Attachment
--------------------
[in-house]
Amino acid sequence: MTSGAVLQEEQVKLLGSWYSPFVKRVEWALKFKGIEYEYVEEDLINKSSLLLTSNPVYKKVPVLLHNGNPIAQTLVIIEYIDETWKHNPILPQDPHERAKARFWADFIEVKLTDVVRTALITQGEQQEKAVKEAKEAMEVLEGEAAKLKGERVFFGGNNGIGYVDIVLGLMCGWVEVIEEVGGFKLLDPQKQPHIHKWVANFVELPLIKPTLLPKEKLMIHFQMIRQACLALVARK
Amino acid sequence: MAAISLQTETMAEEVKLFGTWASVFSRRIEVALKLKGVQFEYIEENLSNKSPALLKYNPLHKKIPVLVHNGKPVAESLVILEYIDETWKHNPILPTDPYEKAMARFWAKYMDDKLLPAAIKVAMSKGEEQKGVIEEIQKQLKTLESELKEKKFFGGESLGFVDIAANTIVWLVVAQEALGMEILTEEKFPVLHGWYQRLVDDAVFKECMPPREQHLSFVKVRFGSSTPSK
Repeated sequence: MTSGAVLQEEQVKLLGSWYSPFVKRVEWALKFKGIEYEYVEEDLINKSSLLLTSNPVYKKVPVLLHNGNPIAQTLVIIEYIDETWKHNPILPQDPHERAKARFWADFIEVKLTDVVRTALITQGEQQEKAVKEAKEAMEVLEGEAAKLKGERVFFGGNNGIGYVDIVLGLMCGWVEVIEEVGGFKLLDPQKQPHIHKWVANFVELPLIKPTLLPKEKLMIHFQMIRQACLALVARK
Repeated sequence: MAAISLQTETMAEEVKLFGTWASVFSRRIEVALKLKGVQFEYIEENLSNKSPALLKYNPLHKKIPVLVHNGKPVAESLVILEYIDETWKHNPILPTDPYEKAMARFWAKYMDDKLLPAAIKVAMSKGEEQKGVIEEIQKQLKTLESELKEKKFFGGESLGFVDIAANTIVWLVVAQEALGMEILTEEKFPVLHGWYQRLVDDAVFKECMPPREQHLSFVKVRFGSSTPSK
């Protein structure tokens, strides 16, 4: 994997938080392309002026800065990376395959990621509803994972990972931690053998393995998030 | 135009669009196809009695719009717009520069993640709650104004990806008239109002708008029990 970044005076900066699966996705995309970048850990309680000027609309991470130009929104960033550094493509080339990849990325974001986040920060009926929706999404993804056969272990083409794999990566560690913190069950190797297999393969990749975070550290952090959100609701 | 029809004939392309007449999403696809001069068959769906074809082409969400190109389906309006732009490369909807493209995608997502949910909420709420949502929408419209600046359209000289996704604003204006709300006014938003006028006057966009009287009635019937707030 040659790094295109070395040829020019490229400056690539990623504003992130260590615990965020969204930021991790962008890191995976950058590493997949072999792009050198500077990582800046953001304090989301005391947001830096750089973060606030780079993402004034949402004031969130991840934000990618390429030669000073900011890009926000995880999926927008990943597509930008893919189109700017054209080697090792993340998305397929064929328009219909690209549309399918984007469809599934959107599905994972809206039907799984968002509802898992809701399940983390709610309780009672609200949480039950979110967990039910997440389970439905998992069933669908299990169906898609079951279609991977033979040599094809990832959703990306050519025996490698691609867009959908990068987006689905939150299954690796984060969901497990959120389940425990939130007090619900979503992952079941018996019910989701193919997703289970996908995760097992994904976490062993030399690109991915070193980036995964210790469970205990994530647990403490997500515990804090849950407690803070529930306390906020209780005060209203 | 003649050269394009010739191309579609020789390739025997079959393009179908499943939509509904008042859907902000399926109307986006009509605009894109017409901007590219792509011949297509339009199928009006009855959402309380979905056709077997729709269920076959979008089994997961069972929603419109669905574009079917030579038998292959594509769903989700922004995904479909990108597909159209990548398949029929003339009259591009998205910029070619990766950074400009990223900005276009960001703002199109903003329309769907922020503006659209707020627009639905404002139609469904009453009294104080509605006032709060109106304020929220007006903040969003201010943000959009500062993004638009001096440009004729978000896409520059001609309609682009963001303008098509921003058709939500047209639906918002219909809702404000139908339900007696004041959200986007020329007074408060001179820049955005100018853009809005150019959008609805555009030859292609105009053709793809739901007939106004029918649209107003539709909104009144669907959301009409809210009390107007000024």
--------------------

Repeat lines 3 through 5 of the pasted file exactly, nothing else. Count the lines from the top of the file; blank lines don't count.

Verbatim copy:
Amino acid sequence: MAAISLQTETMAEEVKLFGTWASVFSRRIEVALKLKGVQFEYIEENLSNKSPALLKYNPLHKKIPVLVHNGKPVAESLVILEYIDETWKHNPILPTDPYEKAMARFWAKYMDDKLLPAAIKVAMSKGEEQKGVIEEIQKQLKTLESELKEKKFFGGESLGFVDIAANTIVWLVVAQEALGMEILTEEKFPVLHGWYQRLVDDAVFKECMPPREQHLSFVKVRFGSSTPSK
Repeated sequence: MTSGAVLQEEQVKLLGSWYSPFVKRVEWALKFKGIEYEYVEEDLINKSSLLLTSNPVYKKVPVLLHNGNPIAQTLVIIEYIDETWKHNPILPQDPHERAKARFWADFIEVKLTDVVRTALITQGEQQEKAVKEAKEAMEVLEGEAAKLKGERVFFGGNNGIGYVDIVLGLMCGWVEVIEEVGGFKLLDPQKQPHIHKWVANFVELPLIKPTLLPKEKLMIHFQMIRQACLALVARK
Repeated sequence: MAAISLQTETMAEEVKLFGTWASVFSRRIEVALKLKGVQFEYIEENLSNKSPALLKYNPLHKKIPVLVHNGKPVAESLVILEYIDETWKHNPILPTDPYEKAMARFWAKYMDDKLLPAAIKVAMSKGEEQKGVIEEIQKQLKTLESELKEKKFFGGESLGFVDIAANTIVWLVVAQEALGMEILTEEKFPVLHGWYQRLVDDAVFKECMPPREQHLSFVKVRFGSSTPSK